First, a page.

Sanjusangendo
Sanjusangendo

Another five-minutes-or-so walk away, wrap up the day's sightseeing with a visit to Sanjusangendo. At the center of an airplane-hangar-sized hall dating from 1266 sits one giant statue of the Kannon (Buddhist deity of mercy, called Guanyin in Chinese) flanked by 1,000 human-size Kannons. At first glance, the smaller statues, with their faded gilt, may look identical, but if you look closely you'll notice that each is subtly different, their 40 arms brandishing varying symbols of healing, longevity and more.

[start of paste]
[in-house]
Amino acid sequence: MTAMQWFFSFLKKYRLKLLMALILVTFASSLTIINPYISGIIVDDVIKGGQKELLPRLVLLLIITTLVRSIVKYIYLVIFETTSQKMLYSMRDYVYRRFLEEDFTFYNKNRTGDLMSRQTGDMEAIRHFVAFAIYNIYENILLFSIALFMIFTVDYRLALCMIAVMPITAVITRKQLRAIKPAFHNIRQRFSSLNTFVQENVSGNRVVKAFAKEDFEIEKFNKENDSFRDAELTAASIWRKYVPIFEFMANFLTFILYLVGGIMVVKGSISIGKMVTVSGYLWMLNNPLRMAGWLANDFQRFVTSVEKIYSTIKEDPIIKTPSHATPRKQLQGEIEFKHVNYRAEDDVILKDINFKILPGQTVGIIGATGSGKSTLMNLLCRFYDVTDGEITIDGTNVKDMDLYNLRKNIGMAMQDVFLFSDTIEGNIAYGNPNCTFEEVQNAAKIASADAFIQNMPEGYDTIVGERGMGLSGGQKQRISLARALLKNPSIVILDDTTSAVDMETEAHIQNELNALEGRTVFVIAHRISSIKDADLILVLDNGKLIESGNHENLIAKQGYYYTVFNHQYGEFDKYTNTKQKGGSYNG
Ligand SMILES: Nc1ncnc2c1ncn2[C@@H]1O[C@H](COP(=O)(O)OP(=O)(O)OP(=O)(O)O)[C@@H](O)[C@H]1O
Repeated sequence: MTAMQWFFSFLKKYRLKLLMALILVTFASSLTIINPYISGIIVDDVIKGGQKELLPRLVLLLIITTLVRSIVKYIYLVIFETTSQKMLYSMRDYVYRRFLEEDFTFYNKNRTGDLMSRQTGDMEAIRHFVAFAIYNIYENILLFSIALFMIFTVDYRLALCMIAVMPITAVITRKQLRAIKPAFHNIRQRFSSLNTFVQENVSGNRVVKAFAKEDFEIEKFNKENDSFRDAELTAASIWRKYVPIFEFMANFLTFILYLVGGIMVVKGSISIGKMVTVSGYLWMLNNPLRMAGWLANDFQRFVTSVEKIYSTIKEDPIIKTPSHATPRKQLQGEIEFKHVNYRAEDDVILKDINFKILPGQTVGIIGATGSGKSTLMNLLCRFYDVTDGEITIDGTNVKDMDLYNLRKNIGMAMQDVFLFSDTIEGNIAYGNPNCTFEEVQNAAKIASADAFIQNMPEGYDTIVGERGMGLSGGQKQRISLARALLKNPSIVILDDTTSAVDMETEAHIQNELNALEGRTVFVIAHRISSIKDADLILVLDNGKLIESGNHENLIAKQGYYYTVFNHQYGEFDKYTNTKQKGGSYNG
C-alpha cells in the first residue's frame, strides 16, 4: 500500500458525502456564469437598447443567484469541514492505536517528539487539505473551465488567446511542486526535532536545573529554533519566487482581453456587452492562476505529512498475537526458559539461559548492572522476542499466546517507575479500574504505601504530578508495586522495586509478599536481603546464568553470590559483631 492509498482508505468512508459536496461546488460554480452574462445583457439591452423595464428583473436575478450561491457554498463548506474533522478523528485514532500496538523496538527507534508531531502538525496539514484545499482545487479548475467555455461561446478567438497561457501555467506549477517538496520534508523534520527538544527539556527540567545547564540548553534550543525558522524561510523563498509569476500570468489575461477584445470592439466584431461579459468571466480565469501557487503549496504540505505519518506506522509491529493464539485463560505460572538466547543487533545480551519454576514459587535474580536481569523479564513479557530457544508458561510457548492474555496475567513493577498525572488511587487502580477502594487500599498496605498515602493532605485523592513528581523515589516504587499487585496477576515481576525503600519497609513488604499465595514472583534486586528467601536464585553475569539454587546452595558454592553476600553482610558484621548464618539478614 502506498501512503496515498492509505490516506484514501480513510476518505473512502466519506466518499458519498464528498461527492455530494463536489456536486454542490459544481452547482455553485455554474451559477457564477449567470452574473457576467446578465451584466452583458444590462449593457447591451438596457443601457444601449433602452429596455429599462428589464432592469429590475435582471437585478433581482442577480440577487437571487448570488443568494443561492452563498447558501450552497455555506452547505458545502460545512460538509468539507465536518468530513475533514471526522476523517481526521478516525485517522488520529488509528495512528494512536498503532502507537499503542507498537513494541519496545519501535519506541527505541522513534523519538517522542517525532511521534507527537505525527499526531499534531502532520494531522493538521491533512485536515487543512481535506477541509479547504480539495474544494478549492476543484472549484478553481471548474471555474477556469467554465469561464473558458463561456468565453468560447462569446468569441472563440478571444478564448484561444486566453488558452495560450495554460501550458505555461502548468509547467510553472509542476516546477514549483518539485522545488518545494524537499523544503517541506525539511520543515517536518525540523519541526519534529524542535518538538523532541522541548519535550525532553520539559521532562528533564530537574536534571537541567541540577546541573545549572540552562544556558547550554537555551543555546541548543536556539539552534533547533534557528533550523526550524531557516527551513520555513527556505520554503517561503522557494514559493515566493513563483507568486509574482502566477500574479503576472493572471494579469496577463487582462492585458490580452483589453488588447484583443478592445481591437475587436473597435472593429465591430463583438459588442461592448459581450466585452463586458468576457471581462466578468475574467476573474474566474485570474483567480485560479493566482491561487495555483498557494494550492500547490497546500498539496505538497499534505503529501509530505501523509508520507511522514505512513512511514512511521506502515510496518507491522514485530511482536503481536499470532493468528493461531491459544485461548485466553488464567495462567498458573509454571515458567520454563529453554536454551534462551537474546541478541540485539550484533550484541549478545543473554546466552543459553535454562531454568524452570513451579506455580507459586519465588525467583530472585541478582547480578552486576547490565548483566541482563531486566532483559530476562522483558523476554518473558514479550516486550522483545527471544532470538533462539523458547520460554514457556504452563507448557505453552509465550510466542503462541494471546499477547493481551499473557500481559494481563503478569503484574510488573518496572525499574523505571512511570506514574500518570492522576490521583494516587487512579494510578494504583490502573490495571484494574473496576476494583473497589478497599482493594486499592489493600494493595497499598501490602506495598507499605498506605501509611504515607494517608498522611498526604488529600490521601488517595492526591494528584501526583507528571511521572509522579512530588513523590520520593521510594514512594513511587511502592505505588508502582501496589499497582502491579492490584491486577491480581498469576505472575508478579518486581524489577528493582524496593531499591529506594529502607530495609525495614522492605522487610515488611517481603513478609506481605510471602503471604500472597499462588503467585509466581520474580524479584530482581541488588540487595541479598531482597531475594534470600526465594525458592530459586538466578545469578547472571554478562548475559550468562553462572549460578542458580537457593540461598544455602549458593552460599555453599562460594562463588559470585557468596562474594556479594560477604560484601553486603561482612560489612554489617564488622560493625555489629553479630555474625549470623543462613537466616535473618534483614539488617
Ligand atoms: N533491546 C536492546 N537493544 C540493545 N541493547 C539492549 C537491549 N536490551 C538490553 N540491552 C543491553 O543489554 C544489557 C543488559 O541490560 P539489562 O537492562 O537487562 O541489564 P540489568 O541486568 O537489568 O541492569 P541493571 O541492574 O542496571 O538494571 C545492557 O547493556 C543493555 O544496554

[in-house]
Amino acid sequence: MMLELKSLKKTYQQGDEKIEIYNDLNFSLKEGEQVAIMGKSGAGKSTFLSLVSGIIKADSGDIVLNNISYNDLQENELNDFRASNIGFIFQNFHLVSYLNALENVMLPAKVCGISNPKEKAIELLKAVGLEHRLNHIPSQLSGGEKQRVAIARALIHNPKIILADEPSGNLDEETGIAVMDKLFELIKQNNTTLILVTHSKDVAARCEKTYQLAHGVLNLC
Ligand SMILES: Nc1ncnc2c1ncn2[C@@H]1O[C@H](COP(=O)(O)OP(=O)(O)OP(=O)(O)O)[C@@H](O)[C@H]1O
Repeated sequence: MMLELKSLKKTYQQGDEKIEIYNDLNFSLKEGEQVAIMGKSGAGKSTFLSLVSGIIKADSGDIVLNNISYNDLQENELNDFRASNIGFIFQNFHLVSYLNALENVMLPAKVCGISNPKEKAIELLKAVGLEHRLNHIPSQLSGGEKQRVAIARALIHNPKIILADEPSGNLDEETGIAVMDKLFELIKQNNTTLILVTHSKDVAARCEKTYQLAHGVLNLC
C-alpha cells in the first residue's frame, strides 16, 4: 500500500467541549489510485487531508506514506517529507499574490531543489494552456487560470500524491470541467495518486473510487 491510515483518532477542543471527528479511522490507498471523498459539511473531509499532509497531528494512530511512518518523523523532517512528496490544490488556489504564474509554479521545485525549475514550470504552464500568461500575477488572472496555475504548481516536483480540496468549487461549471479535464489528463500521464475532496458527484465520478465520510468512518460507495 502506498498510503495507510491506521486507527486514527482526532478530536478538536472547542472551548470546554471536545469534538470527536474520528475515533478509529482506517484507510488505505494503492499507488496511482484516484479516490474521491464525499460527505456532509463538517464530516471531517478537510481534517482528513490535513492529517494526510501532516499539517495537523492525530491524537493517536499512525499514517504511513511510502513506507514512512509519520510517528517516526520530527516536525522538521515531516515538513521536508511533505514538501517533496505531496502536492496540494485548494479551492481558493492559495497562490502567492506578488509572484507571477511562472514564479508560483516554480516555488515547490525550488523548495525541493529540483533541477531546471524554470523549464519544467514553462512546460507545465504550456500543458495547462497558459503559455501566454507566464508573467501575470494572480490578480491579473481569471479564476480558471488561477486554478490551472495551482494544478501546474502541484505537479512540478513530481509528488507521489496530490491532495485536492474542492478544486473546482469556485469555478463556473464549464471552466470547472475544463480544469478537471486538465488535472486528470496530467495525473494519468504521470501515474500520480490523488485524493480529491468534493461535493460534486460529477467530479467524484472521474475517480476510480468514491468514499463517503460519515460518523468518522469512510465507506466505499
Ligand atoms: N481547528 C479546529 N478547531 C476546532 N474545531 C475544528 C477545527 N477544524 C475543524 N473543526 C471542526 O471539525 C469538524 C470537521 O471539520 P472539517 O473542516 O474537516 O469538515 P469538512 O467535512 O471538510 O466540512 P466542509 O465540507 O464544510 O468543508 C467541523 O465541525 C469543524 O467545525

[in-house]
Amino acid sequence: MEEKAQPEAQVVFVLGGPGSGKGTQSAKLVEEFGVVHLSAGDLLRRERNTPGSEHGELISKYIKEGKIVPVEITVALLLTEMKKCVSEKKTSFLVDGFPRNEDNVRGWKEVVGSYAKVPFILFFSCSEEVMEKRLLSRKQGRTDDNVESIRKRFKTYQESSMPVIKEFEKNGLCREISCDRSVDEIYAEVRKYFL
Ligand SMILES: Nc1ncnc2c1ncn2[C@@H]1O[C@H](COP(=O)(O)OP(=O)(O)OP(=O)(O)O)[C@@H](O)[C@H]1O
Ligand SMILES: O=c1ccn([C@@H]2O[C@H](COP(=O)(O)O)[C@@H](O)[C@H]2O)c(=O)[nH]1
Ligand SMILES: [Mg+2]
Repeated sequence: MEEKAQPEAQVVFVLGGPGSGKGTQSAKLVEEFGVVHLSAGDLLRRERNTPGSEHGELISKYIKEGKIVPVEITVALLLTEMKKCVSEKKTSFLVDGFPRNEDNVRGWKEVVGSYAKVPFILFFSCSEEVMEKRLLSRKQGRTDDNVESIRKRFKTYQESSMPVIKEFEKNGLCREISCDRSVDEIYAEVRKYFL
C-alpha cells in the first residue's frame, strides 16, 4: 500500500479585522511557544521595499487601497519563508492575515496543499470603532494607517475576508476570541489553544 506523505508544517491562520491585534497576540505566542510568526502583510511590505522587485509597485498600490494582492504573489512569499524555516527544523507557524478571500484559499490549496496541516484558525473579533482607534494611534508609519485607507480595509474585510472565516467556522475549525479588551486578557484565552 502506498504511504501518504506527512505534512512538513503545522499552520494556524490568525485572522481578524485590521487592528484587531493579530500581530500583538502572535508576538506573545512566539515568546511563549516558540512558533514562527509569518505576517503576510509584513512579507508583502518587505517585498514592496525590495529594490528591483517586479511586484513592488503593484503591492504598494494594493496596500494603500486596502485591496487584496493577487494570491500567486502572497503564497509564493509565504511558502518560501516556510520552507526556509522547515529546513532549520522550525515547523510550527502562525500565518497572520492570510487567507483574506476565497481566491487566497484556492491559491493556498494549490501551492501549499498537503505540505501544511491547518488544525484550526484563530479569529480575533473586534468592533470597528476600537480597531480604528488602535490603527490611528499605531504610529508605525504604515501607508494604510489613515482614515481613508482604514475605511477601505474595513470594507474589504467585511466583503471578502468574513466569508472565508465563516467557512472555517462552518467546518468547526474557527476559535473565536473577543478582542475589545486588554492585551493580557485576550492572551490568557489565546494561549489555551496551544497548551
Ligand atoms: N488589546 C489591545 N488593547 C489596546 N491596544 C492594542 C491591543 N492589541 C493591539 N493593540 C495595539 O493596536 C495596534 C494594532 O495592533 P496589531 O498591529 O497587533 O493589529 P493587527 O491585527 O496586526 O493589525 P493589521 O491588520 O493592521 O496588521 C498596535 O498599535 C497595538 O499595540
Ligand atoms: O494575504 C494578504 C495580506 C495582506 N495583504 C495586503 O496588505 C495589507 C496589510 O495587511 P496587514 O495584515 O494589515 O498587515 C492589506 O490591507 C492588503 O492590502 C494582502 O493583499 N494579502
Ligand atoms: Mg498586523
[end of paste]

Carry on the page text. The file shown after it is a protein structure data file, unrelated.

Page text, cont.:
When the lights go down, head for dinner at Shabu-zen, which serves shabu-shabu, a heartwarming, cook-it-yourself concoction of paper-thin beef which cooks nearly instantly along with vegetables in a pot of boiling water set into your table, before you dip them in different sauces. Walk off your dinner with a stroll in the Gion or Pontocho districts, the mood-lit locations of Golden's novel, where if you squint you can imagine that you've stepped back 200 years in time, and it's the best spot to possibly see a geisha or maiko (geisha in training) pass by.

Continue to Day 2

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A five-storied pagoda Temple; Copyright Akira Okada/JNTO

* Images from the Japan National Tourism Organization

P092706
(Updated: 04/06/09 SG)